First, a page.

NASA Senate Authorization Bill

Below are summaries and links to the actual text of the draft NASA 2010 authorization bill as of July 13, along with relevant proposed amendments, to be marked up in committee/subcommittee July 15 (Senate Commerce Committee Subcommittee on Science and Space, chaired by Senator Bill Nelson).

NASA Authorization Bill:

- It’s a 3-year bill, authorizing FY2011-2013
- Over that period, the 3-year total funding for commercial crew is cut 66%, from $3.3B to $1.2B
- The FY2011 funding is explicitly not to begin the program, but only to expand CCDev and conduct a number of studies
- There are at least 6 separate studies and reports that NASA must do before a full Commercial Crew program would move forward.
- Orion is fully revived as a crew exploration vehicle
- An extra shuttle flight is added
- A shuttle-derived heavy-lift development is called for, starting immediately
- To pay for these additions, exploration technology is cut 90%. OCT technology is cut 50%.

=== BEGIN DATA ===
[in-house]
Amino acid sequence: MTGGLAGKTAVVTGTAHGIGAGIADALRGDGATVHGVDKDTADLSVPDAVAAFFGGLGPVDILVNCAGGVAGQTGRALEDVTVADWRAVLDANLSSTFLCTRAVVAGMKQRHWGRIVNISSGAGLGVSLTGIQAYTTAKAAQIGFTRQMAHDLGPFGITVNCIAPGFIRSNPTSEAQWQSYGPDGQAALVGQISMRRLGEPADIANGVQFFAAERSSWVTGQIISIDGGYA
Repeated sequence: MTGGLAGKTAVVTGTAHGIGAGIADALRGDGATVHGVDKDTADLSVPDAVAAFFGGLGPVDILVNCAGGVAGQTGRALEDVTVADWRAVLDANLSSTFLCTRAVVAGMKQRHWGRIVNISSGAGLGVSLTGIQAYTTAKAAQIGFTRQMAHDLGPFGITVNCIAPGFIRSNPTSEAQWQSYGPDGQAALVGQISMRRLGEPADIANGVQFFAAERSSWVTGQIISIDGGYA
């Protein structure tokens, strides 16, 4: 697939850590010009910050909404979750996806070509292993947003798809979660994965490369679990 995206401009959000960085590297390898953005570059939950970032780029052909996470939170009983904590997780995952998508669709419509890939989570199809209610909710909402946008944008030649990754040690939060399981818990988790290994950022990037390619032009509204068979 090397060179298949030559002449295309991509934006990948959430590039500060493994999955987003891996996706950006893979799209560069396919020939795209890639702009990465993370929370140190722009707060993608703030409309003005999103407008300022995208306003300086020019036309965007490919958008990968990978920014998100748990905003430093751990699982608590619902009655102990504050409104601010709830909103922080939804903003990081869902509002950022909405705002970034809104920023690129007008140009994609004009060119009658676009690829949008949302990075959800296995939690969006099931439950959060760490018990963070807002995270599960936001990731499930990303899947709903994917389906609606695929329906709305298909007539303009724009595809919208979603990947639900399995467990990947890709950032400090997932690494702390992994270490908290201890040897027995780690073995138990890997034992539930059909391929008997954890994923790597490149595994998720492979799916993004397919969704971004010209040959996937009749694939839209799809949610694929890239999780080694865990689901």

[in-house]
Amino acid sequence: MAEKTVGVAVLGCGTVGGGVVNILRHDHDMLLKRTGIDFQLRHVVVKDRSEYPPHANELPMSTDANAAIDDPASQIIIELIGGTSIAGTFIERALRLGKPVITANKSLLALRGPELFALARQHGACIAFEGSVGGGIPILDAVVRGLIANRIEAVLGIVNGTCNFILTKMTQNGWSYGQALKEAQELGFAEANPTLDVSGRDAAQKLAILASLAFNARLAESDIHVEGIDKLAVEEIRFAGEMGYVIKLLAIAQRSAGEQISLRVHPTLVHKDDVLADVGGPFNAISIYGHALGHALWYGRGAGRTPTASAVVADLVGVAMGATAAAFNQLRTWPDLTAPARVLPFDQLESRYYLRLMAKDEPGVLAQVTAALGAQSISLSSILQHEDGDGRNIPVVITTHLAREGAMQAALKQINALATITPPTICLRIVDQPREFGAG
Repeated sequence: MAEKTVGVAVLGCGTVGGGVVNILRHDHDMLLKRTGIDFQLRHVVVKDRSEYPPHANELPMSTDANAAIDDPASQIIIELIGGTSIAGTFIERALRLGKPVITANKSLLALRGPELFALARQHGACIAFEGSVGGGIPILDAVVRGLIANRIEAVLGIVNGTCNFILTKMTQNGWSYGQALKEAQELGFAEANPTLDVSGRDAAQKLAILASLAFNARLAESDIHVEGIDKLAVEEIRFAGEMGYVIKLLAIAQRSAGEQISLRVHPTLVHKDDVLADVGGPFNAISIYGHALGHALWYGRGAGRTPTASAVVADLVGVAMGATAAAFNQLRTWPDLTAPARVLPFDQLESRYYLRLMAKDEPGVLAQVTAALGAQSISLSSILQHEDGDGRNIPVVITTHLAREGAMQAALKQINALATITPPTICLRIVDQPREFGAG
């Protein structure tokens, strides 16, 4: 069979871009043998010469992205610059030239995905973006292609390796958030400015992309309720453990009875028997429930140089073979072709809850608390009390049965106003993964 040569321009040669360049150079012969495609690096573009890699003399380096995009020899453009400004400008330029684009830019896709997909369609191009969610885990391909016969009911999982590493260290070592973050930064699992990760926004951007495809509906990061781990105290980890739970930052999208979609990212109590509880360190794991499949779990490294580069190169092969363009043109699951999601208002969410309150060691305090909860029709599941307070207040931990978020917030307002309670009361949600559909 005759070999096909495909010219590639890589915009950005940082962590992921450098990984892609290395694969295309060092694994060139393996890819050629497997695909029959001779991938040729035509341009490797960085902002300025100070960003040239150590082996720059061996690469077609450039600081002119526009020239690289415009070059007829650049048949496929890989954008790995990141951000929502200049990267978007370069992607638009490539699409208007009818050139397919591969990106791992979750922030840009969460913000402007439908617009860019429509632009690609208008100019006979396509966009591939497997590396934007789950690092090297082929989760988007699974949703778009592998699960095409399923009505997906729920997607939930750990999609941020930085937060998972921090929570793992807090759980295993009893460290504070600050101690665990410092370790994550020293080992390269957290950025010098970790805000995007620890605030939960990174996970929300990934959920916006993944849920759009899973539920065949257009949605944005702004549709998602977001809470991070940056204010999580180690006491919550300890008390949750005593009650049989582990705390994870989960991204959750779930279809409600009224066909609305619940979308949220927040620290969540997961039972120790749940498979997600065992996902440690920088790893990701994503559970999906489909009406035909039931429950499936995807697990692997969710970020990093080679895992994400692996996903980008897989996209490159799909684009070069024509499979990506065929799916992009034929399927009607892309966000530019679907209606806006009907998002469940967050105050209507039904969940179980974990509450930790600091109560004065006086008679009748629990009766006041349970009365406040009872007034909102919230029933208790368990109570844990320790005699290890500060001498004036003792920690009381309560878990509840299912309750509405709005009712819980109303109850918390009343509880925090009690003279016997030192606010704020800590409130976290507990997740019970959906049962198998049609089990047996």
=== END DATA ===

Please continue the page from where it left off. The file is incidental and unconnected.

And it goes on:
Warner Amendment One (“commercial crew/close the gap amendment”):

This amendment proposed by Senator Warner of Virginia would close the gap by fully reversing cuts to commercial crew development funding and by removing arbitrary restrictions preventing a commercial crew competition from beginning in 2011. The amendment would boost commercial crew funding to the level recommended by the President, adding $2.1 billion over three years, a nearly threefold boost. This will close the gap and ensure U.S. access to the International Space Station.

Boxer Amendment One (“technology and robotics amendment”):

This amendment proposed by Senator Barbara Boxer of California would restore cuts to robotic precursor missions, advanced technologies like fuel depots, in-space propulsion, and radiation shielding, and university research. In FY11, the amendment boosts Robotic Precursors by 130%, Exploration Technology Demonstrations by 230%, and the Space Technology Program by 55%, for a total of $356 million more for technology and robotics in FY11.

Udall Amendment One (“commercial suborbital science amendment”):

This amendment proposed by Senator Tom Udall of New Mexico would bolster a small but high-profile program, designed to allow students, small companies, and researchers to fly experiments on-board new commercial suborbital space vehicles such as Virgin Galactic or XCOR Aerospace. The amendment would ensure that this program, known as Commercial Reusable Suborbital Research (CRuSR), would be fully funded at $15 million per year and report directly to NASA’s Chief Technology Office to give it high-profile status.

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